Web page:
Consumers are demanding healthier foods while at the same time have increased concerns about food safety risks, two trends that may often conflict with each other in food processing.
To address the demand for foods without synthetic or chemical preservatives manufacturers are exploring new preservation methods, such as ohmic heating, high-pressure pulsed electric field, bright light, and aseptic processing.
Aseptic cold filling (ACF) requires separate sterilisation of the product, bottles or cartons, and their closures. The sterilised product is then packaged in a sealed-off sterile environment and the container sealed under aseptic conditions.
Through the method processors can achieve a shelf life without the use of preservatives or refrigeration. Aseptic filling can also help to extend the shelf life of existing products, allowing companies to consolidate operations and extend their distribution chain.
Many of the machine makers here at Anuga FoodTec are attempting to integrate aseptic process technology in filling operations from start to finish, say the conference's organisers, Koelnmesse.
"Along with this development, the trend toward aseptic cold filling of beverage containers, which preserves a product's properties, continues unabated,? Koelnmesse stated in a press release. This is why one of the most important challenges facing many drink manufacturers today is the technical updating and conversion of their plants to aseptic production.
Some of the systems involve designing mixing and pasteurisation in one process. Heat transfer plates and pipes that make it easy to kill microorganisms come into play.
Processors must select the right heating element to ensure the quality of the products and the efficiency of the processes, Koelnmesse stated.
Modern systems for fruit juice production, for example, combine two process steps ?pasteurisation and continuous mixing ?in one unit. For fruit juices, a concentrate is heated with steam to the desired pasteurisation temperature and kept hot.
The concentrate is then mixed with sterile, cold water to the desired value and simultaneously chilled. Before it moves to the filling system, the finished, pasteurised drink product is buffered in a sterile tank.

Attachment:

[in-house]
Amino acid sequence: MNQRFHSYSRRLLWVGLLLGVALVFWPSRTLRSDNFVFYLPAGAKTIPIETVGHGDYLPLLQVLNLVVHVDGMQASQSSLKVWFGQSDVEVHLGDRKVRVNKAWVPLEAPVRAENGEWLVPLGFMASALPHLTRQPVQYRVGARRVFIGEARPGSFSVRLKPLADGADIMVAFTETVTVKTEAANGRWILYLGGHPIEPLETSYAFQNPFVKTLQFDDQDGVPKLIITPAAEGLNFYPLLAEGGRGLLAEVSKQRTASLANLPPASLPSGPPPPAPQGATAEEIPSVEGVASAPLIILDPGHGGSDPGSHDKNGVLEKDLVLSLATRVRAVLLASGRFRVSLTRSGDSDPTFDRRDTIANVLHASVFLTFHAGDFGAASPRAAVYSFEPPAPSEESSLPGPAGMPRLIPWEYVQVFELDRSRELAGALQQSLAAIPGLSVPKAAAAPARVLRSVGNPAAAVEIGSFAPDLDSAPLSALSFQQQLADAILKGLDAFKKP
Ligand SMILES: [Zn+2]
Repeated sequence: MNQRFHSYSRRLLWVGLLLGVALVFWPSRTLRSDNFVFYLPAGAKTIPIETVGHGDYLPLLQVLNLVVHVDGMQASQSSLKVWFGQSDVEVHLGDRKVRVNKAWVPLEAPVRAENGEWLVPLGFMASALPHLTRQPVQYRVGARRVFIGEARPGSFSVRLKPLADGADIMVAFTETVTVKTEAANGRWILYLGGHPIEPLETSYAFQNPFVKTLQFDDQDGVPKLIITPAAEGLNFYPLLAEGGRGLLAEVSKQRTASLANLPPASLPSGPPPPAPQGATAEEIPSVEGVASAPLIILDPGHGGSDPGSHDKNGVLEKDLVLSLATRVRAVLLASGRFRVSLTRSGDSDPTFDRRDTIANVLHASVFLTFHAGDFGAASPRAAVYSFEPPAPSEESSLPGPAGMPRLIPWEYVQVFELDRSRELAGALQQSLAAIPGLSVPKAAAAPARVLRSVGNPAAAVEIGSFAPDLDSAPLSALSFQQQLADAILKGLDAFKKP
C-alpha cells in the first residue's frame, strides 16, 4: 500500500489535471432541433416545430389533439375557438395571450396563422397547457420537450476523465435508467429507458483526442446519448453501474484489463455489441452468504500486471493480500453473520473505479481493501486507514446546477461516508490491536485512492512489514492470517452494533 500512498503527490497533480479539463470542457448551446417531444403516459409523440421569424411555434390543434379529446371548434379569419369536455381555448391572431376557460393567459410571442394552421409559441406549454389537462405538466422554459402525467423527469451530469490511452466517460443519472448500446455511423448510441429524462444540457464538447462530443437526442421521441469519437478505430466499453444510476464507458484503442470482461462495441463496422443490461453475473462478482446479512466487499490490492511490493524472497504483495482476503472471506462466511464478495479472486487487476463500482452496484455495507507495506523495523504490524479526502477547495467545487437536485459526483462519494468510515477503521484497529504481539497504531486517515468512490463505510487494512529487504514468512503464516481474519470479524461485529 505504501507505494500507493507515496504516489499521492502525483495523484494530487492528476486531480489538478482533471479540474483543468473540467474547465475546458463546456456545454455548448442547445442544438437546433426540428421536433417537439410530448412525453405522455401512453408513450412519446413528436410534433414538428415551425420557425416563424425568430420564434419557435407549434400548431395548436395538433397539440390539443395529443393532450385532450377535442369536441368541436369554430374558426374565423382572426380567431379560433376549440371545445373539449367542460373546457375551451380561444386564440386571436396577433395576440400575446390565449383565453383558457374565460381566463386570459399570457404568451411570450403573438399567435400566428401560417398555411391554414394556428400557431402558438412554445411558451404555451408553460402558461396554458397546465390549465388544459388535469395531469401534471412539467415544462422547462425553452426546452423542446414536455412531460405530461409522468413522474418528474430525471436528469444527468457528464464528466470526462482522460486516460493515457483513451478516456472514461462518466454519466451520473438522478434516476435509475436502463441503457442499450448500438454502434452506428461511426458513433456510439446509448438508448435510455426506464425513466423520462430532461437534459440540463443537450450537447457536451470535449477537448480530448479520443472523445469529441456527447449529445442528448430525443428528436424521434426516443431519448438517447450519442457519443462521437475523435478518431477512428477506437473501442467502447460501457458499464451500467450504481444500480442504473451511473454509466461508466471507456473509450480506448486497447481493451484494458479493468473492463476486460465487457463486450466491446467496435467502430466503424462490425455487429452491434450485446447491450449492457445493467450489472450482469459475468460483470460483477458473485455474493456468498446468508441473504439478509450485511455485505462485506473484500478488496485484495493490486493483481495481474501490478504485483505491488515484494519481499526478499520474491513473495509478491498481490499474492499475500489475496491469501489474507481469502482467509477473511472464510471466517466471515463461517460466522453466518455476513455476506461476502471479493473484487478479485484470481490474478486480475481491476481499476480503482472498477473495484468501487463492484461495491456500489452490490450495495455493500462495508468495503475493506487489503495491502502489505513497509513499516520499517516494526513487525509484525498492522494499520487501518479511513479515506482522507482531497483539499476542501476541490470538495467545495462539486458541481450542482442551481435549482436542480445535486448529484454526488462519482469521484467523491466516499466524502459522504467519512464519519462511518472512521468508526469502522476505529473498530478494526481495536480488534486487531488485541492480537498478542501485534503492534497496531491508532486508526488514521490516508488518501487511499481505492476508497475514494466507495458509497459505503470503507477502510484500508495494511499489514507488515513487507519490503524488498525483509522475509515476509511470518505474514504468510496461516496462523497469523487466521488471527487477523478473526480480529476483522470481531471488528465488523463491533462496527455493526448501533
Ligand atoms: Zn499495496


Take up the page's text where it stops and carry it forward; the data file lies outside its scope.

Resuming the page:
With aseptic cold filling systems, bottles are sterilised in "dry?or "wet?sterilisation processes. Wet sterilisation uses peroxyacetic acid to sterilise the PET and HDPE containers, while dry sterilisation calls for spraying the containers inside and out with a hydrogen peroxide mist, Koelnmesse stated.
Filling machines used in the cold aseptic process are also getting smaller as the cleanrooms that are needed for this procedure have shrunk in size, and are now no larger than the housings of the production units.
Insulator technology has allowed companies to reduce by 80 per cent the cleanroom volume of two-lane rotary machines used in the filling lines.
Tetra Pak SIG Combibloc, Krones and KHS are some of the bigger names competiting for a chunk of this market.
One of Krones' main exhibits at this years' Anuga FoodTec is a complete aseptic block for filling containers of milk and mixed milk drinks. Krones designed its PET-Asept L wet sterilization process for the milk-processing industry.
The machine consists of a sterilizer, a rinser and a filler with insulator technology. A weighing filler was constructed under criteria set by the milk industry.
"The key advantage of this compact cleanroom concept is that all of the relevant parts and components that could create or transmit impurities have been strictly excluded from the cleanroom,? Koelnmesse stated.
The dairy industry is particulary interested in aseptic cold filling for "extended shelf life" (ESL) milk. ESL refers to the longer-than-average durability of foods that must be stored in cool locations.
ESL milk normally has a shelf life of about 12 to 21 days in a closed cold chain at 10 °C. The growing market for ESL milk products has pushed companies such as Tetra Pak Processing to design special aseptic processing plants for direct heating.
For example, the Tetra Therm Aseptic VTIS is a steam injector that heats the product to the desired temperature within a very short period of time. The product is then expansion cooled in a vacuum container. The expansion-cooling process, which can be regulated, removes the steam that has been injected and restores the water balance. The product is then homogenized in an aseptic process and cooled to its final temperature in a heat exchanger.
Manufacturers must also design equipment to meet the hygienic requirements demanded bz the process.
There are no longer any seams or open flutes. Instead seals are flush with the front of the unit. Smooth and slanted surfaces make the equipment easier to clean. Anuga FoodTech runs from 4 to 7 April 2006.